breed_group = record.breed_group,
			//alt_names = record.alt_names,
			//cfa_url = record.cfa_url,
			description = record.description,
			vcahospitals_url = record.vcahospitals_url,
			vetstreet_url = record.vetstreet_url,
			wikipedia_url = record.wikipedia_url,
			pet_type = record.pet_type





Once my data was in place, I could move forward with iterating on my API project. I can use the SqlServer client directly, but, I have the pain of manually mapping my objects to C# objects. I figure most C# teams are using Entity Framework Core for most projects. I installed the entity framework core global .net tool and scaffolded my models from the database.

dotnet ef dbcontext scaffold "Data Source=DATABASECONNECTION;Initial Catalog=Platforce;integrated security=True;" Microsoft.EntityFrameworkCore.SqlServer -o Models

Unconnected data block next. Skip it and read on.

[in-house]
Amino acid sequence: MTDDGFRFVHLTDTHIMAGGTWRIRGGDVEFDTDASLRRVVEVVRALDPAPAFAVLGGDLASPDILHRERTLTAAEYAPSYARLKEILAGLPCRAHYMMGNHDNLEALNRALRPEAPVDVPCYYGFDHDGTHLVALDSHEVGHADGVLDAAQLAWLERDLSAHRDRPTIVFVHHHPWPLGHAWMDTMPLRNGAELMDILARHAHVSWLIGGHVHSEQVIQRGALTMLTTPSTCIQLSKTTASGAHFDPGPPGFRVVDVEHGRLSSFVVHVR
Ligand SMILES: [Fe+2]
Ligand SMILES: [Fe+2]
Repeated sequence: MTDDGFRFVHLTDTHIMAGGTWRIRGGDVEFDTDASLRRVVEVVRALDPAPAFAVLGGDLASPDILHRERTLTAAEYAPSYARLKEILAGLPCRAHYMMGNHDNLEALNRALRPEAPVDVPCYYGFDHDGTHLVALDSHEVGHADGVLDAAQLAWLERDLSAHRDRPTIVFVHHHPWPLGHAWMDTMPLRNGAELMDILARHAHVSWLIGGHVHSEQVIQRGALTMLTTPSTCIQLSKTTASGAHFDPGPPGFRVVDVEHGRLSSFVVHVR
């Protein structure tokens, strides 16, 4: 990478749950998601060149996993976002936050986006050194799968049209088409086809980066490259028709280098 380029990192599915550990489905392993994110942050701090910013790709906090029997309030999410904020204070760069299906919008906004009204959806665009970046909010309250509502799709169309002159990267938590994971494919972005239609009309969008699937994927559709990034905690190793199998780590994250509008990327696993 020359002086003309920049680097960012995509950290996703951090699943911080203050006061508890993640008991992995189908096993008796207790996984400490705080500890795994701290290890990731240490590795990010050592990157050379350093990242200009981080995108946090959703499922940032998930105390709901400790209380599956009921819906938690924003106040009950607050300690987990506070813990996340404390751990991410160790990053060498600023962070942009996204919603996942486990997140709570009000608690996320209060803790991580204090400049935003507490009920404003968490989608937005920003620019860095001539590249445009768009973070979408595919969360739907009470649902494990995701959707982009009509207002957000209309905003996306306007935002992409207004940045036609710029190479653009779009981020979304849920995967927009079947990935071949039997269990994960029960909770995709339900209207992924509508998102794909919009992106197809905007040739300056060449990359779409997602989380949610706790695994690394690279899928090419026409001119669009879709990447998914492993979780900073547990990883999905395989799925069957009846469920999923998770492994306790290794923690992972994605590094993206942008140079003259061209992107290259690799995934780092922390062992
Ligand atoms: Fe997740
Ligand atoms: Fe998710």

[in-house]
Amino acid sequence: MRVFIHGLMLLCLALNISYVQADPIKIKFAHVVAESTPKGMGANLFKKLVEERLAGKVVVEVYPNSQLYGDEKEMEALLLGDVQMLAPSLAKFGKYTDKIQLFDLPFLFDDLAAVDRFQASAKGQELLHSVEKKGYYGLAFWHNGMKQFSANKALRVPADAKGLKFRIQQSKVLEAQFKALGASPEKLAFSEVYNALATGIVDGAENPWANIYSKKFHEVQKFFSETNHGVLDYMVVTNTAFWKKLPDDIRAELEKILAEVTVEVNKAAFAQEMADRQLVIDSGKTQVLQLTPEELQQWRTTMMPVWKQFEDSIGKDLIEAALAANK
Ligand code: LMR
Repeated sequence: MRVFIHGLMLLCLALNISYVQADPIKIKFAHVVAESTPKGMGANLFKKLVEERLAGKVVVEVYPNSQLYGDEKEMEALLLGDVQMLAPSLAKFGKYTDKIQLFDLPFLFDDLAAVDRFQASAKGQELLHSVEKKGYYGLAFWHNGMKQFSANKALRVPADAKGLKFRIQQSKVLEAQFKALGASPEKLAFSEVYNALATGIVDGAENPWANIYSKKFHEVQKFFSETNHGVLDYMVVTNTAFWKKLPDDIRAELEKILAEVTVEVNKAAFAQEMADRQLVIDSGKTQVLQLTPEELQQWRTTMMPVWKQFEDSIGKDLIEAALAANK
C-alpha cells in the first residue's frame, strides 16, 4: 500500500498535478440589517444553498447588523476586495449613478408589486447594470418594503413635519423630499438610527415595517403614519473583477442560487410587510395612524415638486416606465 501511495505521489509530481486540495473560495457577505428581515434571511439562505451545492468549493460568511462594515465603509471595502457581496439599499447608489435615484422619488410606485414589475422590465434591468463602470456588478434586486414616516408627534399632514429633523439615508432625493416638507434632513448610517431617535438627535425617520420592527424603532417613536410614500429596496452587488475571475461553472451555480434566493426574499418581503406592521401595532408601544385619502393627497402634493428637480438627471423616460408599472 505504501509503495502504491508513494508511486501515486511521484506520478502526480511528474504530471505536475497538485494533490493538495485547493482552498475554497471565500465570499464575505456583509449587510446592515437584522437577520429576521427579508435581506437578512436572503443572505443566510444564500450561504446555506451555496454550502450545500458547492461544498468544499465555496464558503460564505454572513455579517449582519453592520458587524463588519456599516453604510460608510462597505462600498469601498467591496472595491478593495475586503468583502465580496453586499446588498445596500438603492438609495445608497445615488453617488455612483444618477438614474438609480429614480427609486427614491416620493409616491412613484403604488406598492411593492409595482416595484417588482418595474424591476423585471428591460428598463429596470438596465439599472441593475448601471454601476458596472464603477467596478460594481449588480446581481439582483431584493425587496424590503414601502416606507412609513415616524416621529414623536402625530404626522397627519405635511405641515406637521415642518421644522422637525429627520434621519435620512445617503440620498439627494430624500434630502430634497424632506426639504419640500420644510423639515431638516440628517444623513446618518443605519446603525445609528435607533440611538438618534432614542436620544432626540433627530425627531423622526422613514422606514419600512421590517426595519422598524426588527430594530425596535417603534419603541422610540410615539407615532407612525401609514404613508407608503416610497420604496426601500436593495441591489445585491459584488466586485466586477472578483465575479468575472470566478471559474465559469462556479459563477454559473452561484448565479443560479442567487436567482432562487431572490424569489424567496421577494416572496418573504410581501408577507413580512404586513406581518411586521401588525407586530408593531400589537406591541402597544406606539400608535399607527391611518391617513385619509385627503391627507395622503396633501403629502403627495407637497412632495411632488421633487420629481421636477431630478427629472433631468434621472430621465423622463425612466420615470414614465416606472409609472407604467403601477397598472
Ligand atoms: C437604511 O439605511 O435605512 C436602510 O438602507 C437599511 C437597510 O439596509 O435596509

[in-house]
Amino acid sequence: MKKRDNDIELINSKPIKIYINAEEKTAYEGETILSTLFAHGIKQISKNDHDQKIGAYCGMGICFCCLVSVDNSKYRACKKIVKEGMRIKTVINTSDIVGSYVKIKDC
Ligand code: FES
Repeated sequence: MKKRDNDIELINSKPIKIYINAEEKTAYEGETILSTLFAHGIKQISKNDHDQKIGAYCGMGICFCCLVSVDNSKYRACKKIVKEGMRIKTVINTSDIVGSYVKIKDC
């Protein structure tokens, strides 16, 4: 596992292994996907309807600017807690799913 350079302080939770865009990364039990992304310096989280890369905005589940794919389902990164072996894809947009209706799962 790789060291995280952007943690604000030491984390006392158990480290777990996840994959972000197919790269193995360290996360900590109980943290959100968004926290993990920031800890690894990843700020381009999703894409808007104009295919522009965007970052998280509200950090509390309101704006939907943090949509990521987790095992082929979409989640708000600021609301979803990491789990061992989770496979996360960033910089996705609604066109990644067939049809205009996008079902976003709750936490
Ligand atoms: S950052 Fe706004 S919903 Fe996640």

I removed the models I didn’t need and then spent a bunch of time fiddling with the database context file generated to allow the base object and the subtypes of cat and dog breeds. I also relearned that my database context objects needed to be added as transients during the project start-up. My last hurdle for this API was implementing the image uploading feature. I wasted a lot of time trying to detect what image was what kind. I ended up stipulating in the API that I accepted either PNG or JPG and uploaded based on that information to an object storage endpoint.


There is merit in generating code if you work on many APIs and routine data models. Screwing up an API contract is an expensive mistake. If you work at a large corporation you probably have lots of data models you can standardize on and API endpoints. If you’re starting from the ground up, it seems like an easy win standardizing the information you already pass around.